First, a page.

by R.C. Lewis
Ah, the perks of being a novelist. Eyestrain. Carpal tunnel. Form rejections.
But it's the best, really! Those of us who know will suffer all that and more for the joy of bringing characters to life, torturing them because we can ... in worlds we create.
Talk about power.
Sometimes, though, we get carried away with that power. We name and define enough flora and fauna to fill the planet twice over. We develop a 700-year history of the monarchy. We formulate scientific theories to support complex technology that all runs on algae.
That's great. Fill reams of paper or gigabytes on your hard drive with every nuanced detail. Go for it.
The problem comes if we throw it at the reader ... all of it.
Don't get me wrong. I love a fully realized world. And I hate one that doesn't have enough detail, lacks internal consistency, and just doesn't feel real. But having that fleshed-out world as a foundation doesn't mean we have to spell it all out within the manuscript. If we do all the hard labor of working it out behind the scenes, it can seep naturally into the story.
Some details do deserve to make the page and add to the narrative. Personally, there are a couple of situations where I feel it's worth the word count to detail things in.
It's News to Me. This is pretty typical in speculative fiction genres. The protagonist enters a new country/society/galaxy/dimension. Everything will be new, so some detailing is only natural. In these situations, I always ask myself what my MC would notice first, and what would get glossed over until they're in deeper.
It's a Matter of Life or Death. Okay, maybe not that extreme. But I'm talking about aspects of world-building that are pertinent—even critical—in that particular moment. Make sure the diversion into explanation or description is properly motivated.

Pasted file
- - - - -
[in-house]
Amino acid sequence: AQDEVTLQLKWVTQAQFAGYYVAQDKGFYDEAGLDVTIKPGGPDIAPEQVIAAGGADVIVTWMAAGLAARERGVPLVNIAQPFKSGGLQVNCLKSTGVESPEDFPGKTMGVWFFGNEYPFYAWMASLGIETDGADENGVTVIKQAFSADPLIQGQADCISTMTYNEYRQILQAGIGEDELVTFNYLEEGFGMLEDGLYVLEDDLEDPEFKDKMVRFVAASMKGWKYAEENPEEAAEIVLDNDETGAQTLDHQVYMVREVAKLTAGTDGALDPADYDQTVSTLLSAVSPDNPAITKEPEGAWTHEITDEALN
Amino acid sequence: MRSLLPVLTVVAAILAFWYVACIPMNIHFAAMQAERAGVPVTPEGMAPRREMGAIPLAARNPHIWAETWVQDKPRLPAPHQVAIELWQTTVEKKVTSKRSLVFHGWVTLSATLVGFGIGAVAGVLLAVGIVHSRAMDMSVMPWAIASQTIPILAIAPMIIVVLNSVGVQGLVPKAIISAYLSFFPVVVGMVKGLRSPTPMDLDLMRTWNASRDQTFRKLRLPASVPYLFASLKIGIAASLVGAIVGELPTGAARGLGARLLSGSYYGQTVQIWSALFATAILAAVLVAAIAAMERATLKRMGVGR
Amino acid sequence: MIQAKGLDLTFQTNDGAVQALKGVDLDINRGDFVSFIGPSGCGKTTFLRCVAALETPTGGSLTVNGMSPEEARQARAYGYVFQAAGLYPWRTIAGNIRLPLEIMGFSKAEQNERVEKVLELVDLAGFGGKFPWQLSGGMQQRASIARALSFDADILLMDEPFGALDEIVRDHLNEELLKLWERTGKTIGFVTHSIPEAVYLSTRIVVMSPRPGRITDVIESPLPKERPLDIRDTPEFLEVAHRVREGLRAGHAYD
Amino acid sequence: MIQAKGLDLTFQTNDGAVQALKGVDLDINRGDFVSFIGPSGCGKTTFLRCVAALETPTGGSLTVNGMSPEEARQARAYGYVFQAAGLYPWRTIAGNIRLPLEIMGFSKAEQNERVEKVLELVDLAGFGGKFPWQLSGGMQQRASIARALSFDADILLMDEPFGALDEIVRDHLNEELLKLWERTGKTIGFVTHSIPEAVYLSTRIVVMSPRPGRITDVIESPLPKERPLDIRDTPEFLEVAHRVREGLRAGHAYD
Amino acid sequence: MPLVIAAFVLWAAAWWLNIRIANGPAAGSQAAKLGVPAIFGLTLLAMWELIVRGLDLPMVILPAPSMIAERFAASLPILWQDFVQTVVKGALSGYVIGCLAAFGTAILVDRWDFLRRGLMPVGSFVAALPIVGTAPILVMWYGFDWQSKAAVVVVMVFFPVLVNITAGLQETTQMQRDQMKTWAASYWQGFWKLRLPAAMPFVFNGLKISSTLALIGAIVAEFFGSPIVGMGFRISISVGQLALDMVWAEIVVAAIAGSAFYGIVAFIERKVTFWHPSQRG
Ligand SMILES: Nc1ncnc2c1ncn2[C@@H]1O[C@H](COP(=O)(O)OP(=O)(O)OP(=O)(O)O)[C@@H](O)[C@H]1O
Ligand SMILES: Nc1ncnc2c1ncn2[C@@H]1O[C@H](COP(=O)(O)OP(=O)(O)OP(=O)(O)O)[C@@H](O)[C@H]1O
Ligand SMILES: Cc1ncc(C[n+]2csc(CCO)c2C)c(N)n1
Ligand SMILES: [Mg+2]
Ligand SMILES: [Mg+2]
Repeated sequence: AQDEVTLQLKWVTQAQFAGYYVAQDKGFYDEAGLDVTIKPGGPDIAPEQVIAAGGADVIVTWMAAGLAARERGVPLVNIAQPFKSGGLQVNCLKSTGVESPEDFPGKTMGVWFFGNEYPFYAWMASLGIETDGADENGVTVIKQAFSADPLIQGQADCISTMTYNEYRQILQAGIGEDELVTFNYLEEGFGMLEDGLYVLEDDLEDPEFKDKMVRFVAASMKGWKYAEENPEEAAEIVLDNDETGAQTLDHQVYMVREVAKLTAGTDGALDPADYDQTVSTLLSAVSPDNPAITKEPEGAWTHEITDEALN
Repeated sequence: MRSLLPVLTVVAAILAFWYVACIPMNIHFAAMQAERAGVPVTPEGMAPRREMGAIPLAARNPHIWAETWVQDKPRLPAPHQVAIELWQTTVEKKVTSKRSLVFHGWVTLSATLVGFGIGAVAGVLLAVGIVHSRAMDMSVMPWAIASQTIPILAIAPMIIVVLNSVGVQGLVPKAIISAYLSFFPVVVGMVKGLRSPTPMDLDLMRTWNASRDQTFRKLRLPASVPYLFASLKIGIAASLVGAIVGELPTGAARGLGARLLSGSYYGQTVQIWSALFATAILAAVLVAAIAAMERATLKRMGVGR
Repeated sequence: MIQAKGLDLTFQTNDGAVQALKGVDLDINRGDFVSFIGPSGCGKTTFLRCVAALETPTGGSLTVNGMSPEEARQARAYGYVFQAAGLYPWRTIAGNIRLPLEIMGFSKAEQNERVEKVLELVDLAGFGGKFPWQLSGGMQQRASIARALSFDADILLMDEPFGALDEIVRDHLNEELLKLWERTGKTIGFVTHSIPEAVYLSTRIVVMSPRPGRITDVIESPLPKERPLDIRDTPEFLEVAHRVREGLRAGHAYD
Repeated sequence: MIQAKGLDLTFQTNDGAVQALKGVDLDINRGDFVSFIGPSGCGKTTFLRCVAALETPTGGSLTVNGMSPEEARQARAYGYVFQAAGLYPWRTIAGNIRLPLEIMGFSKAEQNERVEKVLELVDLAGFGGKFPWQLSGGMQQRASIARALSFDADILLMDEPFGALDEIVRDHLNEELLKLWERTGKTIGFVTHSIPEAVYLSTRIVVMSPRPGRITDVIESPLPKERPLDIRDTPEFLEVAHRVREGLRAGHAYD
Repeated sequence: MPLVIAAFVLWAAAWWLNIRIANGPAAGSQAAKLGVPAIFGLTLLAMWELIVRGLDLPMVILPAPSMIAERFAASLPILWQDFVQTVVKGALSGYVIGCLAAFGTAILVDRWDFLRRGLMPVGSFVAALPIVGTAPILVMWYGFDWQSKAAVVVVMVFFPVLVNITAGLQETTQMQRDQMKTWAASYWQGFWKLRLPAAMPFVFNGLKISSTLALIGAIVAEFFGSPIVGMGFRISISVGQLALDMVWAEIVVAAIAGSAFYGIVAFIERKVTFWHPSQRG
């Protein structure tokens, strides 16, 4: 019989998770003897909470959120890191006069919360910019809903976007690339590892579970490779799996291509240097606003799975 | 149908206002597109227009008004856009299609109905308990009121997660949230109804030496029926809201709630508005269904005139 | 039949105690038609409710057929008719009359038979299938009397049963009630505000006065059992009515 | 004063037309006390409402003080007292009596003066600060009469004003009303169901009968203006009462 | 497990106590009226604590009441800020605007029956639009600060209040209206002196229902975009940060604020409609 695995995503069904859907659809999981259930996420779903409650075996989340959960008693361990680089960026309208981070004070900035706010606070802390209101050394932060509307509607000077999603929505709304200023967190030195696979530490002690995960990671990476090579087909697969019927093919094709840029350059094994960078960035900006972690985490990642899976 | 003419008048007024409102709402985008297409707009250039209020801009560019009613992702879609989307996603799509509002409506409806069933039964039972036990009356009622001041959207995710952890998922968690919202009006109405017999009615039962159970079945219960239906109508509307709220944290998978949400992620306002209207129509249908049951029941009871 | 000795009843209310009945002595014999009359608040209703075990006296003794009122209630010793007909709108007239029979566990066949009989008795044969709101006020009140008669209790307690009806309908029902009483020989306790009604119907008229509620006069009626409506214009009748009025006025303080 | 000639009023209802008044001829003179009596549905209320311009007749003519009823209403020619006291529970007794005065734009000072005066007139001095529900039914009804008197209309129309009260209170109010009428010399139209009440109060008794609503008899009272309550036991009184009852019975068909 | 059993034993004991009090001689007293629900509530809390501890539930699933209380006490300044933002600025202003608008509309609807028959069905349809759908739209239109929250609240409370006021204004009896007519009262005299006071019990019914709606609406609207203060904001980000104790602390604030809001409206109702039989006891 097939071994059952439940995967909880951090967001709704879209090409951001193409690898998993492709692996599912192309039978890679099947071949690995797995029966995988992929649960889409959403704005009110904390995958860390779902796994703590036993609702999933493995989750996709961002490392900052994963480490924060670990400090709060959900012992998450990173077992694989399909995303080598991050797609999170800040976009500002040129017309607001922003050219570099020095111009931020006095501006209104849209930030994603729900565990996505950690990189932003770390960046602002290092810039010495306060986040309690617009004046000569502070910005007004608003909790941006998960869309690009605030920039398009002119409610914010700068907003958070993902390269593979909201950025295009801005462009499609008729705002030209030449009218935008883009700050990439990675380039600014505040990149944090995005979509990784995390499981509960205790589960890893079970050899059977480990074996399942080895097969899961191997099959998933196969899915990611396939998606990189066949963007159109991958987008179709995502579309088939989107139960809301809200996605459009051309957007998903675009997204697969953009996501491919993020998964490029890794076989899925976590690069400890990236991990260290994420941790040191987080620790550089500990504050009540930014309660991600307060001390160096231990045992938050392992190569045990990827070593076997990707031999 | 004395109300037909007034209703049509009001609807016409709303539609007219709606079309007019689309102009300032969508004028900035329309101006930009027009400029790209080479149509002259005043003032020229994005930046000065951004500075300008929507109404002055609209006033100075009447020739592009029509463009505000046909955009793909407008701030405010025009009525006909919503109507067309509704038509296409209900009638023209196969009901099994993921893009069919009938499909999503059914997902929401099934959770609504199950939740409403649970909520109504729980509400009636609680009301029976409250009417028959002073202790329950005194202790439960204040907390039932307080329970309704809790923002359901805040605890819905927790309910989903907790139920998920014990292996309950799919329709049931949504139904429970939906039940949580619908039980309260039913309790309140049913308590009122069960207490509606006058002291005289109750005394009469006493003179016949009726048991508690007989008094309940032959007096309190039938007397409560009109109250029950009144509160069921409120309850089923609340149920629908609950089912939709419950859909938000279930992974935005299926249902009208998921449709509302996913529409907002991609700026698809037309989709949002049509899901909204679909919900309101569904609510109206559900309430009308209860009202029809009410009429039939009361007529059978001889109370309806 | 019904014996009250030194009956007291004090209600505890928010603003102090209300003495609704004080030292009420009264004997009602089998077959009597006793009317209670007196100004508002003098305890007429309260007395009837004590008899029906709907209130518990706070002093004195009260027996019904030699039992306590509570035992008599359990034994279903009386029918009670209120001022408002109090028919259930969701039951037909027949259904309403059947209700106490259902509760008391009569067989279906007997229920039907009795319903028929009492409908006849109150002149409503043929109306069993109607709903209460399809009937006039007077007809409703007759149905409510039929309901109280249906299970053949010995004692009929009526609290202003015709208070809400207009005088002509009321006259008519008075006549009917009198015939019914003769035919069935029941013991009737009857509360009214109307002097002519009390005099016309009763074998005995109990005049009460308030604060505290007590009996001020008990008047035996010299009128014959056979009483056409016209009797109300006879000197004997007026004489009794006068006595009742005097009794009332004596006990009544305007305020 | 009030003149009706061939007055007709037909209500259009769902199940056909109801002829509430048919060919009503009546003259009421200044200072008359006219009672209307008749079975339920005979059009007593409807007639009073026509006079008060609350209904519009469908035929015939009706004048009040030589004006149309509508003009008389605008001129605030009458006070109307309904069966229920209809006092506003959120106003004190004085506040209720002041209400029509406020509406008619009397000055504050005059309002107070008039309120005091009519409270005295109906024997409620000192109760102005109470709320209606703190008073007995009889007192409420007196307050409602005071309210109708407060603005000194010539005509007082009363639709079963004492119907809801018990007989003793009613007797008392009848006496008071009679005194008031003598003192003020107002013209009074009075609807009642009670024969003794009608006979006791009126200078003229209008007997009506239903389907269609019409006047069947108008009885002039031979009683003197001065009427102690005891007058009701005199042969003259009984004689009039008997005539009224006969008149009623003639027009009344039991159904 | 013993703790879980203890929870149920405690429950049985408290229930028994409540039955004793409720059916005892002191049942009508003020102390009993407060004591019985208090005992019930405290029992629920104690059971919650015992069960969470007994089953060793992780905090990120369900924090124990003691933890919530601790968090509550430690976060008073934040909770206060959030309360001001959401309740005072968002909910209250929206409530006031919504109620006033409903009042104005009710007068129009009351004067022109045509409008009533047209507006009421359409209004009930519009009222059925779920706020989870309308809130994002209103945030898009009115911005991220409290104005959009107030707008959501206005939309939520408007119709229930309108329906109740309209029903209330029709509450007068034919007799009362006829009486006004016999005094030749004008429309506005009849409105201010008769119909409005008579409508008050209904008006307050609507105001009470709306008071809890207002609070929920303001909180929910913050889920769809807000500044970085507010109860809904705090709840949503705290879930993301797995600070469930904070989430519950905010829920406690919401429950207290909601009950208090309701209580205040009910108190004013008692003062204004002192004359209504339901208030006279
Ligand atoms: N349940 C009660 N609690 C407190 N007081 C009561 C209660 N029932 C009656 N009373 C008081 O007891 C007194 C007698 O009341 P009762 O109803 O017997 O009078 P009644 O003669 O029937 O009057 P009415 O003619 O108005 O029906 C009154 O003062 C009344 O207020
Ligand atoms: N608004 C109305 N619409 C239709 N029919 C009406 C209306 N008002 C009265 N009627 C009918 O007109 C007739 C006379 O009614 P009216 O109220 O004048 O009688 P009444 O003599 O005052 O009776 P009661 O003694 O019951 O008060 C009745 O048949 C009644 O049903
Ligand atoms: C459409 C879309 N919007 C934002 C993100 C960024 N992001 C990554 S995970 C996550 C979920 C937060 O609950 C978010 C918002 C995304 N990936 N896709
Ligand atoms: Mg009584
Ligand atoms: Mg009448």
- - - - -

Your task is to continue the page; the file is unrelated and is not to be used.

I'm Right and You're Wrong. This can be a fun one. Character #1 says, "Let's do ____ to accomplish this goal." Character #2 says, "You're a moron, that'll never work!" #1: "Yes it will. If we ____, ____, and ____, then ____ will happen." #2: "No way. Nuh-uh. The ______ of the ____ will never ____ _____ _____ ...." And so on. Hopefully done more artfully than that, but you get the idea. When there are legitimate differing views on how something in the world operates, that can be a decent time to work in some specifics.
I'm sure there are other situations and a variety of factors that can play into how much is too much and what approach is best. Some genres expect world-building to be handled a particular way. Some readers can drink in pages of geography and political history, while others will skim (if they don't just give up on the book altogether).
And who says it's just the sci-fi/fantasy spectrum that world-builds? Historical fiction may call on a setting we have some passing familiarity with, but it has to make it real just the same. Just about any novel has to establish at least a microcosm of a fictional world.
For myself, the sign of great world-building is when I don't notice it happening. Whether through description, dialogue, or more subtle means, I experience it and live in the world.
Do you have pet-peeves when it comes to world-building? Tips for pulling it off smoothly? I'd love to hear them.